I’ve been in an email conversation with Nathan regarding the Secular Cafe and our need to make some changes in what we do, when, etc. Nathan has indicated that a minister that he knows in town has expressed interest in having a public discussion with a panel made up of both religious and non-religious members. The panel would be moderated in some fashion and would be held at the minister’s church rather than in a more secular location like the library. At least this is the plan as I understand it based on feedback from Nathan. I’ve have suggested that I meet with the minister before we go any further so I can better assess what outcome would be expected from this activity and whether it would be consistent with our mission.
My hope is that the minister would not try to turn it into a debate and Nathan is of the same mind. He says the pastor isn’t planning on a debate either. However, it’s not clear what the role of the moderator would be or who would act as the moderator. That is something to be clarified. At this point it sounds like members of the panel might make prepared remarks on some topic that could be very general or rather specific; nothing has been decided or discussed on that as yet. The moderator might then entertain questions from the audience and direct those to who ever seems appropriate on the panel and might also seek to limit the length of comments or replies or make sure that the speaker stays on topic. It would also be necessary to keep audience members from making speeches or preaching rather than being specific.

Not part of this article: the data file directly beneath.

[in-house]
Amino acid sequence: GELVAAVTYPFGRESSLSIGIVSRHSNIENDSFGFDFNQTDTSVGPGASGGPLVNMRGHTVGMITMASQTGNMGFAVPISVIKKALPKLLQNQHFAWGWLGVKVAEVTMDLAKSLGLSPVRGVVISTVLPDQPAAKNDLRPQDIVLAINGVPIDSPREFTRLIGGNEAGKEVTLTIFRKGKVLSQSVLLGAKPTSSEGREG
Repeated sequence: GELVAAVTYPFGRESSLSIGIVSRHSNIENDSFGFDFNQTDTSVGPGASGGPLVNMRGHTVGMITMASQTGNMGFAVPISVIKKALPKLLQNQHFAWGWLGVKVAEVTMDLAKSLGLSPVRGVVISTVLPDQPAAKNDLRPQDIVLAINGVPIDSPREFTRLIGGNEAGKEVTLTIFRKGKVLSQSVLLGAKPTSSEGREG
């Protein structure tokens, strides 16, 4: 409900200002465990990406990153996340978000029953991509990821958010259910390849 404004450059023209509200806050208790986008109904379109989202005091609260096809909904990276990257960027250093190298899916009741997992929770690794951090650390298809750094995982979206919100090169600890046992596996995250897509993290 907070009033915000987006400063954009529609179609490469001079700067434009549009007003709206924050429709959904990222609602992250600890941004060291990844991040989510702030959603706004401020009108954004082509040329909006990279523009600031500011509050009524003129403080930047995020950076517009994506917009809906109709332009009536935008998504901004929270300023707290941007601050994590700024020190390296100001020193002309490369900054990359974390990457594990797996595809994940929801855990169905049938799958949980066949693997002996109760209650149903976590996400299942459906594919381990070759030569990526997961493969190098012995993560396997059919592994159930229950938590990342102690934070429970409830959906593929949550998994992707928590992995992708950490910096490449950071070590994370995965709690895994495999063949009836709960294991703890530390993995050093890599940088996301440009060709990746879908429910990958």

If this can be organized, it would be a very visible step into the light for GRAF and put us more squarely on the “radar” for the religious community. If it went well, I would hope that we could arrange similar events at other churches and make a stronger case that we can share in goals with the religious community.
Based on my reading of current blogs and viewing recent videos, a shared interest ought to exist in maintaining a secular society and acting to reinforce the separation of church and state. While that may seem in opposition to the religious agenda, it shouldn’t be that way. We need to remember that the separation goal is for the protection of the churches as well as the non-believers. We both have a vested interest in keeping any particular faith from gaining an upper hand in setting government policy or in gaining permission to advance their particular beliefs against those of all the others. I think some churches lose perspective on this as they get caught up in the certainty that their’s is the only true faith and the only real christianity or whatever. Enlisting them as partners in advancing the separation issue would be a significant step and interesting if we can win any of them over to our side in this argument not because they have to give up their faith, but because they have to defend their right to have it as we have to defend our right to have none. Maybe we lose track of the importance of this for the faithful as well.
At any rate, I will post any updates on this effort as they become available. I haven’t met with the pastor yet, but will keep trying to make that connection until I hear that the deal is off. Post your thoughts and comments on this.